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September 01, 2006

Spiritual Fitness: Christian Character in a Consumer Culture - Graham Tomlin

Posted by Harry Phibbs

Spiritual Fitness: Christian Character in a Consumer Culture
by Graham Tomlin
London: Continuum, 2006
Paperback, 8.99

They say that the mind is like a muscle. Exercising it makes it strong while leaving it unused weakens it. Tomlin gained inspiration for this book from having a bad back and being told to stand on one leg in his pilates class.

Given the widespread concern, not just among Conservatives, that the state is an ineffective mechanism to rescue the "underclass" there is greater interest in "faith based" solutions. Politicians might be embarrassed about talking about their belief in the existence of God but they are comfortable doing photo opportunities in inner cities where religious groups are undertaking schemes to combat crime, drugs and poverty catching those who have slipped through the bureaucratic safety net.

Tomlin worries about the Church lacking relevance in a consumer society and this work carried out to help the poor is an effective retort to that charge.

Tomlin also worries that consumerism is making coherent religious belief harder to sustain:

It is not uncommon to find people selecting the parts of different religions they like and putting them together into some strange amorphous whole, mixing a little but of Hinduism with some Buddhist meditation, Christian prayer and new age crystals.
I'm all for the consumer society but I suspect Tomlin has a point. One sees it in politics. There would be those rich people keen to ensure their businesses made a profit, who would use private health insurance, send their children to fee paying schools, etc., but would vote Labour when New Labour came along, largely as a fashion statement. It was of parading their credentials for being modern and caring and so make themselves feel less guilty for sacking the cleaner.

In some ways the break down of the old certainties keeps churches and political parties on their toes. They can't expect to keep unthinking support of people through habit or family tradition.

The comparison between going to a gym or going to Church also has quite a lot in it. Tomlin says:

When western societies were more explicitly Christian, the kind of discipline and effort now put into physical fitness went into the spiritual life. People tended to avoid the temptation to indolence and gluttony, and adopted disciplines such as prayer, fasting or frugality to ensure inner spiritual purity and health.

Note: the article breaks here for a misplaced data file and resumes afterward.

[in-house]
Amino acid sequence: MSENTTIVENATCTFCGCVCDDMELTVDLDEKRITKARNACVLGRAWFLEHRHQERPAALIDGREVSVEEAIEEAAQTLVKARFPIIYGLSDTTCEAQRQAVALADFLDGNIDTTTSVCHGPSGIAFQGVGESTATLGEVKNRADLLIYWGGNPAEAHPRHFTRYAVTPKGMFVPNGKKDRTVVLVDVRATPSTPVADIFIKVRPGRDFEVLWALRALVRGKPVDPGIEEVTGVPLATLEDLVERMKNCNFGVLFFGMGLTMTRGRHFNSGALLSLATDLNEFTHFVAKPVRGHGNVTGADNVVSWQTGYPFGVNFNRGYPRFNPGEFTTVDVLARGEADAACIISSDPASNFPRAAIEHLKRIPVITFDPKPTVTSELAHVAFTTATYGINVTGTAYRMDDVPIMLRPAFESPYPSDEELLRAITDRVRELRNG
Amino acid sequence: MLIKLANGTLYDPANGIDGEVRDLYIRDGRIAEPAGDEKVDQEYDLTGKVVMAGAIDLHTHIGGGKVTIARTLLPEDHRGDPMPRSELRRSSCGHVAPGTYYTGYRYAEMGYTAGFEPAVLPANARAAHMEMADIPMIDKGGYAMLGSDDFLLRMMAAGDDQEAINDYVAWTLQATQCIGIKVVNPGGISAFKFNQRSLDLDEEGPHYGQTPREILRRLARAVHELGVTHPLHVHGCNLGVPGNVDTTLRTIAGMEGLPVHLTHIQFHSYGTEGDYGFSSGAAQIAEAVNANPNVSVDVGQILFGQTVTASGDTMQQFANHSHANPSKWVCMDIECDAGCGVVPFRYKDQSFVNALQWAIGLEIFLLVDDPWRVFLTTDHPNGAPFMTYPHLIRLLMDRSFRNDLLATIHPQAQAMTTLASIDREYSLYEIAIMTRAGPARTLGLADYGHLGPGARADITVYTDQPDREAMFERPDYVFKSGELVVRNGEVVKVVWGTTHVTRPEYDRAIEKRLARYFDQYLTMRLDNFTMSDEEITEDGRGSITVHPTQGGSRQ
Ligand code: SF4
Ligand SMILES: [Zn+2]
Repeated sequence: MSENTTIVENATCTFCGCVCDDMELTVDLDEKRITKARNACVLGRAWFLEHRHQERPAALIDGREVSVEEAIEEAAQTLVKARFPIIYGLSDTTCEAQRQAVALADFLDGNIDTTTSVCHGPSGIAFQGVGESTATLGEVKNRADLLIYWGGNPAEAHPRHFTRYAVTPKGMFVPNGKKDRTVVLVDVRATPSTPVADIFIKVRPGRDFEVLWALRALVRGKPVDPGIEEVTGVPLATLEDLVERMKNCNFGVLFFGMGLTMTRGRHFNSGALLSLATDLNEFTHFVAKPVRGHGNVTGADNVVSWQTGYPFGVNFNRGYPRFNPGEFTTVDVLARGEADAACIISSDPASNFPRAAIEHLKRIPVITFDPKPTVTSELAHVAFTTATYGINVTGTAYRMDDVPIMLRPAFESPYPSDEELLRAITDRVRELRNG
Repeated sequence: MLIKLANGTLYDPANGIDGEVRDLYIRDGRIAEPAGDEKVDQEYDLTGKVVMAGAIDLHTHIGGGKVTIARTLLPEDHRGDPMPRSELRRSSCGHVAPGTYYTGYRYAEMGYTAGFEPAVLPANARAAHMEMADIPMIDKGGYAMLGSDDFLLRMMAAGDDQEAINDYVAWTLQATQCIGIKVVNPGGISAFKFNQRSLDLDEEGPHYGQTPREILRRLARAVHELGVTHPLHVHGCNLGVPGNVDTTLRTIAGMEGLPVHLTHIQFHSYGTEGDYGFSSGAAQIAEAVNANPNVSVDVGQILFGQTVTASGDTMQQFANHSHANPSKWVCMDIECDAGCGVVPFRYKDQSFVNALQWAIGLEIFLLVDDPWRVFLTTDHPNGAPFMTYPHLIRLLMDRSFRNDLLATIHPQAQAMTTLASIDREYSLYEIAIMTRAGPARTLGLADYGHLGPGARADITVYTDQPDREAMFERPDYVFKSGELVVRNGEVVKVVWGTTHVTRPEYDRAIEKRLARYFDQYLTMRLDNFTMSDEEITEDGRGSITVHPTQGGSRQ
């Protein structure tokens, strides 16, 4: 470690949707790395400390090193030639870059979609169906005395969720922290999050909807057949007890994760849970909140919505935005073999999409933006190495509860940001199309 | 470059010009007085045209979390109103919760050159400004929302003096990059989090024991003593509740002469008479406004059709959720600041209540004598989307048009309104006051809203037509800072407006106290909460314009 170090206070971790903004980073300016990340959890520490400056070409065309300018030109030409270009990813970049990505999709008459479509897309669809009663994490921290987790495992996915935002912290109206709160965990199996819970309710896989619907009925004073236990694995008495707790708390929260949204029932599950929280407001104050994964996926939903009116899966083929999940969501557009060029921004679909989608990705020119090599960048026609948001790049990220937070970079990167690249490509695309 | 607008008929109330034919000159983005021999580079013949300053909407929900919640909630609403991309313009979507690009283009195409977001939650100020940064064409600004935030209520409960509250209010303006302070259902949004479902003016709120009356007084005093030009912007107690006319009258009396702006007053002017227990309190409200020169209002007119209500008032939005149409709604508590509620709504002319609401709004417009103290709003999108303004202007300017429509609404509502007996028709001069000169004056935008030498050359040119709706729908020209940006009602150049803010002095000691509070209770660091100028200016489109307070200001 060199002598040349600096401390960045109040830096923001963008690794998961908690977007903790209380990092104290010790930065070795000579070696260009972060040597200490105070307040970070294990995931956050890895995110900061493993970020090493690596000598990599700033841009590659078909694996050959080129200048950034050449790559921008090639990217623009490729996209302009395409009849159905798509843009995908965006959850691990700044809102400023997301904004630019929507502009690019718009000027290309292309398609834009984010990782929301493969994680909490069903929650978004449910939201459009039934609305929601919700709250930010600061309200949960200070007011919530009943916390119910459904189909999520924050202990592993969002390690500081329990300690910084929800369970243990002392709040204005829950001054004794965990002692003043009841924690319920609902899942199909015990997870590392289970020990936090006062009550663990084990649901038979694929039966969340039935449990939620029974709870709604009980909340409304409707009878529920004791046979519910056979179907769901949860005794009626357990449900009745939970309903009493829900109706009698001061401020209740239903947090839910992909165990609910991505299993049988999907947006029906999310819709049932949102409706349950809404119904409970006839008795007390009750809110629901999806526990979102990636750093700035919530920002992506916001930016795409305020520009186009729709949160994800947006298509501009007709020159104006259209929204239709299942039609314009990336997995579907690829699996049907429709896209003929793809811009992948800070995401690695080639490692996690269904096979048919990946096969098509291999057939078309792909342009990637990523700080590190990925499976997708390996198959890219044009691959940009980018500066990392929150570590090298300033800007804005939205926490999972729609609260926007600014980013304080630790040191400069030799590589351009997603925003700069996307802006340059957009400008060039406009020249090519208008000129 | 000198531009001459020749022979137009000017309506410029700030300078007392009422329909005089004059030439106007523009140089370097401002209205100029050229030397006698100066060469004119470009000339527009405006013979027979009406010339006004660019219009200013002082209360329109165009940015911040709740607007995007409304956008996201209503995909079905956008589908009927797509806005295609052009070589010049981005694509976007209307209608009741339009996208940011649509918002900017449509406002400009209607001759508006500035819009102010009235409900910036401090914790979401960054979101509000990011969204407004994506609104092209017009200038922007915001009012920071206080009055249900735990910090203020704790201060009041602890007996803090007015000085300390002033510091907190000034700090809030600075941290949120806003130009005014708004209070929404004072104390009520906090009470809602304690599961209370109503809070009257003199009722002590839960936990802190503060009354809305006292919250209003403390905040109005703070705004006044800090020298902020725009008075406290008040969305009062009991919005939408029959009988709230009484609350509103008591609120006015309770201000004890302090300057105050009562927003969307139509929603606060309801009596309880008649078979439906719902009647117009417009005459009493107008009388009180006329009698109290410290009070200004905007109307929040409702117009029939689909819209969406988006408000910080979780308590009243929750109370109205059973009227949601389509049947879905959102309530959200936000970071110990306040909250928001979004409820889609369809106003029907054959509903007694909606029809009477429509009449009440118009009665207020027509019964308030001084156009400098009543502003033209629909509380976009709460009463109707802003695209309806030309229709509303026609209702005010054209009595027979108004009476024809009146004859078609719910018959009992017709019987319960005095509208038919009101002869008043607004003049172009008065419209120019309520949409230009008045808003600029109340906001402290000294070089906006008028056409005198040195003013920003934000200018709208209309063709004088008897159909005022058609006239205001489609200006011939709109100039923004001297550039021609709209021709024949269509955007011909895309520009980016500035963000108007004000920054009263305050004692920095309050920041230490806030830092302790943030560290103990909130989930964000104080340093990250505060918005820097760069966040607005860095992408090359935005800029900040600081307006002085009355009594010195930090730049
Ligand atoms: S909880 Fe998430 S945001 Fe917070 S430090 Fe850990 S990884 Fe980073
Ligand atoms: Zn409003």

While church goers might regard Tomlin as a trendy he probably wouldn't accept the label. He asks:
Might this vision actually help us return to what the Church was always meant to be about?
Among the ample explanations for the decline of spiritual belief perhaps the most attention is given to individualism, by which Tomlin really means selfishness. While I can see the problem with "consumerism", I have always thought of "individualism" rather differently. Individualism is surely at the heart of Christianity in the sense of taking individual responsibility for what we see, not passing by on the other side on the grounds that "society" will deal with the problem. Exercising free will is about individualism. The idea that our actions are all predetermined by our race or class or something is collectivist.

I remember during the early Thatcher years people blamed crime on her policies causing greater poverty. Later - as it became increasingly ludicrous to pretend that poverty had increased - blame was instead placed in increased wealth and the "loadsamoney" culture. But I suspect my quarrel with Tomlin is more about his terminology than about substance. However I was shocked that he took an implied swipe at Laertes in Hamlet for declaring:

This above all: to thine own self be true.
While the American TV sitcom Friends is commended as "brilliantly written" it is also lamented as symbolising a regrettable social trend:
Previously, sitcoms typically featured families - usually father, mother and various kids. Friends announced the end of the family, or at least replaced it with a new unit of social life: flatmates. The families of Rachel, Phoebe, Monica, Ross, Chandler and Joey were in the background to emerge at various moments for comic effect, but largely they were secondary characters to the main six, whose bonds were not those of family but friendship.
Tomlin makes the interesting point that like your family, you can't choose who joins your Church.

What are some of the tips for Spiritual Fitness. Eating proper meals in the company of others is one. Tomlin notes:

Jesus and his apprentices spent a lot of time eating.
Conversation is different over a meal:
Meals provide a vital setting for the sharing of life, which is why they played such a key role in the relationship between Jesus and his friends.
Tomlin suggests that spiritual fitness includes learning patience and kindness, not available on the national curriculum. He thinks the
local Church is the place to learn such things and that to imagine it would mean the Church becoming a "self help programme" is a misunderstanding. However there is certainly an element that would help anyone regardless of religion. For instance:
An inability to forgive harms the ones who has been offended more than the offender.
He even wants us to learn to trust each other. Steady on, old chap.

Harry Phibbs is a journalist.

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